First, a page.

The Democratic Progressive Party (DPP) yesterday denied that Chairman Su Tseng-chang (蘇貞昌) had misused or wasted party funds by using the funding process to benefit his re-election campaign.
The Chinese-language China Times yesterday reported that the party had raised the allocation rate of DPP employees’ retirement reserve funds from 6 percent to 8 percent, adding NT$1.65 million (US$54,430) to the party’s annual expenses, even though it has been in the red since Su’s two-year term began in May 2012.
Su, who is expected to seek re-election as chairman in the party’s May election, was trying to win support from party members with various measures, the report said, adding that he had raised bonuses for headquarters staff and unilaterally decided that the DPP’s 13 at-large legislators no longer have to submit a required monthly donation of NT$90,000.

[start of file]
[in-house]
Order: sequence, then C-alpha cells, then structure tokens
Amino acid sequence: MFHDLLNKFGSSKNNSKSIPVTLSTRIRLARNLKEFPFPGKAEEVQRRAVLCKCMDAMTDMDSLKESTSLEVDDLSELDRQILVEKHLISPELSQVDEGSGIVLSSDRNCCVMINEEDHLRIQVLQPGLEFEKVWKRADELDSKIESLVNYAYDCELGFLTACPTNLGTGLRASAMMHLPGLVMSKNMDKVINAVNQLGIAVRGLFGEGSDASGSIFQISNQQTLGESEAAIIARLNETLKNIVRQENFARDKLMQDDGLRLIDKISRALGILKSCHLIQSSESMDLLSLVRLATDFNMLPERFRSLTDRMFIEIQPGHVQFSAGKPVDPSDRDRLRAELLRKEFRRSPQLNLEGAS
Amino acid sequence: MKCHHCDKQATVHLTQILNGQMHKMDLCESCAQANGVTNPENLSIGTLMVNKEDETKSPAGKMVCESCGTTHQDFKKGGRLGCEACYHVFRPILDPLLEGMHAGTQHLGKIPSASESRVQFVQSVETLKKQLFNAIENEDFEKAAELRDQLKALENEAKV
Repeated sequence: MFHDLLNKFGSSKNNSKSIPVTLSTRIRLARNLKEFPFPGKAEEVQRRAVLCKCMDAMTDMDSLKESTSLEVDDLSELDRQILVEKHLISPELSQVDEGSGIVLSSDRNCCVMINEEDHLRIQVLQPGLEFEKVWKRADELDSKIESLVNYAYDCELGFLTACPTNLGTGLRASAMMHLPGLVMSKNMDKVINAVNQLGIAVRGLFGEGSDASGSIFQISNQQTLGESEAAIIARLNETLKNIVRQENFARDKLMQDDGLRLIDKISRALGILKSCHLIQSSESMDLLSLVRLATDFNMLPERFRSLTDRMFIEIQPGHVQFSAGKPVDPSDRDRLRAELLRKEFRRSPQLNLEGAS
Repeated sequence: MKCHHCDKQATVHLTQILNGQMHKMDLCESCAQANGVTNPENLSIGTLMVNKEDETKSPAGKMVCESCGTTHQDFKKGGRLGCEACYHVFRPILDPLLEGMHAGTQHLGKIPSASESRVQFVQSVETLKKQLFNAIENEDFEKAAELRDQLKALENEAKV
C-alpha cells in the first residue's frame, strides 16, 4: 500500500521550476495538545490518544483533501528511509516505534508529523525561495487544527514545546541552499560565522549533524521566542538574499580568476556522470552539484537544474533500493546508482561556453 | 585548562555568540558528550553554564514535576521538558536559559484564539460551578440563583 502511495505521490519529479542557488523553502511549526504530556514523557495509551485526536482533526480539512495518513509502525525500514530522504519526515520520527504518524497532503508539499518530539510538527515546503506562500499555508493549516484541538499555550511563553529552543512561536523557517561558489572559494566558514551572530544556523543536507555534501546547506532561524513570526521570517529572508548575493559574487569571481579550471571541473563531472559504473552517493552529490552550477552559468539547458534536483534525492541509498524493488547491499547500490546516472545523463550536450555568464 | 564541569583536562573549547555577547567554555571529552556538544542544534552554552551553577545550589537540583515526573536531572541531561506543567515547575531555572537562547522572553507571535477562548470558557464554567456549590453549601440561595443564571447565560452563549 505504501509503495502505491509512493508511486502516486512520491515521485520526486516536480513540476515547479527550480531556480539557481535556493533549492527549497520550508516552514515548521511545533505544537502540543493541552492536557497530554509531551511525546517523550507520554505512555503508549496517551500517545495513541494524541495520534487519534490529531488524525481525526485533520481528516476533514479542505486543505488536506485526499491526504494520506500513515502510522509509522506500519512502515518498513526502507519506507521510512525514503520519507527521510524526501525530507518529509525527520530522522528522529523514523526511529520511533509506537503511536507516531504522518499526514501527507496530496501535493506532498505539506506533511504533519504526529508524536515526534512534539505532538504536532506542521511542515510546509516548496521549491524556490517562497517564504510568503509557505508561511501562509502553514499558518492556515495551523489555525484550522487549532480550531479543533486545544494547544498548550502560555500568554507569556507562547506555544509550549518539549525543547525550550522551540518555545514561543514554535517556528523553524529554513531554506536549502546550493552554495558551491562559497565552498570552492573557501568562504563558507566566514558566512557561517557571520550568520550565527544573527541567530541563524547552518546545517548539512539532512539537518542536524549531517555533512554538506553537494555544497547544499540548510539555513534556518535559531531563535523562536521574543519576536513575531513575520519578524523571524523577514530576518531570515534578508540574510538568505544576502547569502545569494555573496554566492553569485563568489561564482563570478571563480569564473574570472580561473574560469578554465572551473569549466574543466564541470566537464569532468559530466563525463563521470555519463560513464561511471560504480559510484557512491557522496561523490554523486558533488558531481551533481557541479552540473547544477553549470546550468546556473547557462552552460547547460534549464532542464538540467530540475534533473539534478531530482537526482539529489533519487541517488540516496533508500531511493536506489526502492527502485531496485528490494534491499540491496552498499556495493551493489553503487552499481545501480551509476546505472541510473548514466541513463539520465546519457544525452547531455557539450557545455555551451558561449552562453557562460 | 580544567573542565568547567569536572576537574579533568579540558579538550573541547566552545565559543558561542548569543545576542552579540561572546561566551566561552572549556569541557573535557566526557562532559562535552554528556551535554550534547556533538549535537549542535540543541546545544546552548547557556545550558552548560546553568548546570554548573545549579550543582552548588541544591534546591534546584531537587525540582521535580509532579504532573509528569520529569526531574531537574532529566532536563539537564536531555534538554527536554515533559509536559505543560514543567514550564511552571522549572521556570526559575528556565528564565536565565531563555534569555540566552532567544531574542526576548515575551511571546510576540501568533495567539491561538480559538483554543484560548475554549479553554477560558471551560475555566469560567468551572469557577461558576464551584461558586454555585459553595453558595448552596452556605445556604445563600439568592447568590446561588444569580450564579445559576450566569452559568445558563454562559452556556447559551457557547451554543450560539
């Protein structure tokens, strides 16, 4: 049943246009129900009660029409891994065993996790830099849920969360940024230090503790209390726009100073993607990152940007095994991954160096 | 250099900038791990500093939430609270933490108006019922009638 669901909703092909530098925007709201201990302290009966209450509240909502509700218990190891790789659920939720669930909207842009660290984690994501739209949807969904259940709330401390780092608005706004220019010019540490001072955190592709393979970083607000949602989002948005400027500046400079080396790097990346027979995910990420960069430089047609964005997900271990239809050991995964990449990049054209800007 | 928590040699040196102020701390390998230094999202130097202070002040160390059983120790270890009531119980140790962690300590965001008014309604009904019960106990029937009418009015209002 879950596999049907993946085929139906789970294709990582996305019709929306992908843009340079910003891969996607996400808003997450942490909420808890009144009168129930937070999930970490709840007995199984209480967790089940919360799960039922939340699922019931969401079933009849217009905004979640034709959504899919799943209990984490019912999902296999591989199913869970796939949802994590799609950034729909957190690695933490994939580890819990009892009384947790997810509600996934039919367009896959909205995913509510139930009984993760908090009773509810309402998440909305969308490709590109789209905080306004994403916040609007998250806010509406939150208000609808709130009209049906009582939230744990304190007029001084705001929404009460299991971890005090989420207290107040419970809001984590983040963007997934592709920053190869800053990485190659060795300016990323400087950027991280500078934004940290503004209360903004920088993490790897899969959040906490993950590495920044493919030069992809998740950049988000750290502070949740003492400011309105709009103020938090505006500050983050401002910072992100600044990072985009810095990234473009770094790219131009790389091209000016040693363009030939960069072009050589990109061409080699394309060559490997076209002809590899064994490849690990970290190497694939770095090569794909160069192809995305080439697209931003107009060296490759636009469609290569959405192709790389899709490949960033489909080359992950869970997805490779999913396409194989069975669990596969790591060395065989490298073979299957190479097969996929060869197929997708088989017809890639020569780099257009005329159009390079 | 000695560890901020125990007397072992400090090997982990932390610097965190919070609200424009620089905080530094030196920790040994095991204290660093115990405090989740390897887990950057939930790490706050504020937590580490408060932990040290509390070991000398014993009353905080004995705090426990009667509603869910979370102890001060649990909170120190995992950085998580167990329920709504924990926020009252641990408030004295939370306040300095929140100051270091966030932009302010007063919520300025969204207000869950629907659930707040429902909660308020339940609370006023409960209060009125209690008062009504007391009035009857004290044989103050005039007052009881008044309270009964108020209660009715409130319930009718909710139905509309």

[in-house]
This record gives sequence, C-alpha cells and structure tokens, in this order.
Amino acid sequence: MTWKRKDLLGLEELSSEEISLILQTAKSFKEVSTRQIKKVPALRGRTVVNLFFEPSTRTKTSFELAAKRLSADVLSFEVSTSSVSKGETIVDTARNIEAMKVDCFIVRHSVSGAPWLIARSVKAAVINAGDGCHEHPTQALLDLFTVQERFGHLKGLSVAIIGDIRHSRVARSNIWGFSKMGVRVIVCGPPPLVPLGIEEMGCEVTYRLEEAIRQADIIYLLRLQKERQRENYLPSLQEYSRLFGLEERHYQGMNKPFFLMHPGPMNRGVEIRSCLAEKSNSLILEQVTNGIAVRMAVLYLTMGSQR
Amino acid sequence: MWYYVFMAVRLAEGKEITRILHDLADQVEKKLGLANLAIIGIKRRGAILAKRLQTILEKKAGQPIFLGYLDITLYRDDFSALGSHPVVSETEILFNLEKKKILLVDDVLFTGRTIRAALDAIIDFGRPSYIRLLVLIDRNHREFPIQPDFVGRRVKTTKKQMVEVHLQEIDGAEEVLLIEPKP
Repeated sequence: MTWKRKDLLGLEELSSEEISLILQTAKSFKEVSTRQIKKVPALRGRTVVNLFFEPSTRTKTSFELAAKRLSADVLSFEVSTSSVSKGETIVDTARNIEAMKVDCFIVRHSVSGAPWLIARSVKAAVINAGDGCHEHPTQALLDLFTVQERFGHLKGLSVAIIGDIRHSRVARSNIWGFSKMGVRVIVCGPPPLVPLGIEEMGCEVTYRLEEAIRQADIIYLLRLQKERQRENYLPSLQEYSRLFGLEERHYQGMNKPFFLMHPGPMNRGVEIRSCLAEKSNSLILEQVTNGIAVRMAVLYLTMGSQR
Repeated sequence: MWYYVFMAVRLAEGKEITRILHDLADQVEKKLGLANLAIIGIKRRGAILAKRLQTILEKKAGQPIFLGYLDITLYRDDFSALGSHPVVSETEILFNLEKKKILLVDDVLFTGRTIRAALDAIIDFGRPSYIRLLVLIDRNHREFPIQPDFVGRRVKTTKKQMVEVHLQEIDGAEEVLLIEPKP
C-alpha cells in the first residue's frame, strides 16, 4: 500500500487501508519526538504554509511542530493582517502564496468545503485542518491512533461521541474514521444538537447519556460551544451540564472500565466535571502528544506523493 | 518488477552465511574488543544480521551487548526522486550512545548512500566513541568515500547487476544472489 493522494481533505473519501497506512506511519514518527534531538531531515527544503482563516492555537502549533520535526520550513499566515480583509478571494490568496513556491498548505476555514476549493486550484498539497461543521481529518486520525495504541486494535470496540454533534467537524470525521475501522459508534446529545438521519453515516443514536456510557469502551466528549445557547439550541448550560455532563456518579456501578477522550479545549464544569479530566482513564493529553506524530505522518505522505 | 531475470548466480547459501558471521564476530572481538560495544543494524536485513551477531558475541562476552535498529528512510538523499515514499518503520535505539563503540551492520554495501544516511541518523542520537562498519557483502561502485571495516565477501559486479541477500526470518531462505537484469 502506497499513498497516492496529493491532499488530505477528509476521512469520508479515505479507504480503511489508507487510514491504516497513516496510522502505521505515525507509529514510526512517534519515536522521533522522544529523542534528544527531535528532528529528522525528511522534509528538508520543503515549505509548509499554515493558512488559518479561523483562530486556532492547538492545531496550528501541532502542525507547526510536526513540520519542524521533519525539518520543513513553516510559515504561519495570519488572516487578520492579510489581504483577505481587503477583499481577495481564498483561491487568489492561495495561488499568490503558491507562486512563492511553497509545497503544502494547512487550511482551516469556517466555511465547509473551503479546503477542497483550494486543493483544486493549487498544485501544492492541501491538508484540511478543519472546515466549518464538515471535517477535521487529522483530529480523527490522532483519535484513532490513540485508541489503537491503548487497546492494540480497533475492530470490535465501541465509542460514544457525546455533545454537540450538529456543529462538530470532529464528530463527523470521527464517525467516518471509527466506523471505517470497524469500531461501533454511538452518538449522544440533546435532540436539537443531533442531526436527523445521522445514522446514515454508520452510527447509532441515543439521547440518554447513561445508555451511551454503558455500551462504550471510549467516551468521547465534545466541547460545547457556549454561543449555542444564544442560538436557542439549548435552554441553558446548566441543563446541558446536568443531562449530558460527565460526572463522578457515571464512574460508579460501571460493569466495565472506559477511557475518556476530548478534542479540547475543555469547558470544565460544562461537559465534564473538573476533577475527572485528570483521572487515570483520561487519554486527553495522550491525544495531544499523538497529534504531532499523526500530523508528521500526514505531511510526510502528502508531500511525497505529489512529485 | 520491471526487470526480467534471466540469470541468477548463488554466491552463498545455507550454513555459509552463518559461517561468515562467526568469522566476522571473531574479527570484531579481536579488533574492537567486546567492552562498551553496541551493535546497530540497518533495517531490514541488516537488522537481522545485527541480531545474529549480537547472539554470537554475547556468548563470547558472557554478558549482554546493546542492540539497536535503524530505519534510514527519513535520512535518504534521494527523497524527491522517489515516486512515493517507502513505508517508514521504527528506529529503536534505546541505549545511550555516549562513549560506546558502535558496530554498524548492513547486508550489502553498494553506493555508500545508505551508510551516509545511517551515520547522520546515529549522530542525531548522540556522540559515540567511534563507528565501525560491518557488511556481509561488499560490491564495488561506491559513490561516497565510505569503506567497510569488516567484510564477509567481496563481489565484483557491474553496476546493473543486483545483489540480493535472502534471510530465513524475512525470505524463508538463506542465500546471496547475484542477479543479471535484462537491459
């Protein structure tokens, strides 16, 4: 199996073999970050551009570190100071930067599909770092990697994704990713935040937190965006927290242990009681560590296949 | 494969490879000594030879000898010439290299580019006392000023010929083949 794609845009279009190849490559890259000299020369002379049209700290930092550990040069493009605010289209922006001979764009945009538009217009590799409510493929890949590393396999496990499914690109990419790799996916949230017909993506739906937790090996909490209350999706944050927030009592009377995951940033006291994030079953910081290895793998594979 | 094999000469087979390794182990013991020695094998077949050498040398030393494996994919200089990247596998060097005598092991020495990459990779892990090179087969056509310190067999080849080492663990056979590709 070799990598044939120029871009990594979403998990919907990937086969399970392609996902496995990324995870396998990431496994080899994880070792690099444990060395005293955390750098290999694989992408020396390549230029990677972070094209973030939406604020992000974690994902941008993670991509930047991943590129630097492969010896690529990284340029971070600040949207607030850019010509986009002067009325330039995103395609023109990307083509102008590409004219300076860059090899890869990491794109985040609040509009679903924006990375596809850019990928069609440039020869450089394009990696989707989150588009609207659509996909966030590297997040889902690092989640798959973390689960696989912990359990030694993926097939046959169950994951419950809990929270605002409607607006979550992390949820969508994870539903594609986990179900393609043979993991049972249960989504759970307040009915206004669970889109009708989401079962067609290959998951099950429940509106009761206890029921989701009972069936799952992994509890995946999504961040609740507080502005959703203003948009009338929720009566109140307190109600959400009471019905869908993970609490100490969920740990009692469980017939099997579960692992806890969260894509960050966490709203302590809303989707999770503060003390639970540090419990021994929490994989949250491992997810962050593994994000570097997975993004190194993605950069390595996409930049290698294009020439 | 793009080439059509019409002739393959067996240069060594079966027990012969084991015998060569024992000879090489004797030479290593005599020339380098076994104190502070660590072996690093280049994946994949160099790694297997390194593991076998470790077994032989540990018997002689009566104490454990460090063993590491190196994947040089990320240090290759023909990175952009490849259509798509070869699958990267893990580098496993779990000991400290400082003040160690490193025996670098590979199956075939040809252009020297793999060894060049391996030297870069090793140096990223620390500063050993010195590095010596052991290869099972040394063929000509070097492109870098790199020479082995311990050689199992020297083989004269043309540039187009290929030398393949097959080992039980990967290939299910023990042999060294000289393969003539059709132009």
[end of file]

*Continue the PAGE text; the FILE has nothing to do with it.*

The party said in a press release that the allocation rate was raised to help retired staffers because employee salaries have not been raised for eight years.
The press release quoted DPP Secretary-General Lin Hsi-yao (林錫耀) as saying that the party wanted to “reassure the staffers of their financial security by paying 2 percent more than the legally required allocation fee.”
Every at-large lawmaker is required to pay the party’s headquarters NT$135,000 per month, but could receive expenditure reimbursement for every local office that they establish, the party said.
The subsidy mechanism was established to encourage at-large lawmakers to work closely with local communities and strengthen grassroots connections, it said.
The party also denied that it is operating in the red, saying it had a surplus of NT$45 million last year and NT$77 million in 2012.
Former premier Frank Hsieh (謝長廷) has already announced his intention run in the chairmanship election.
Su and former DPP chairperson Tsai Ing-wen (蔡英文) are also expected to run.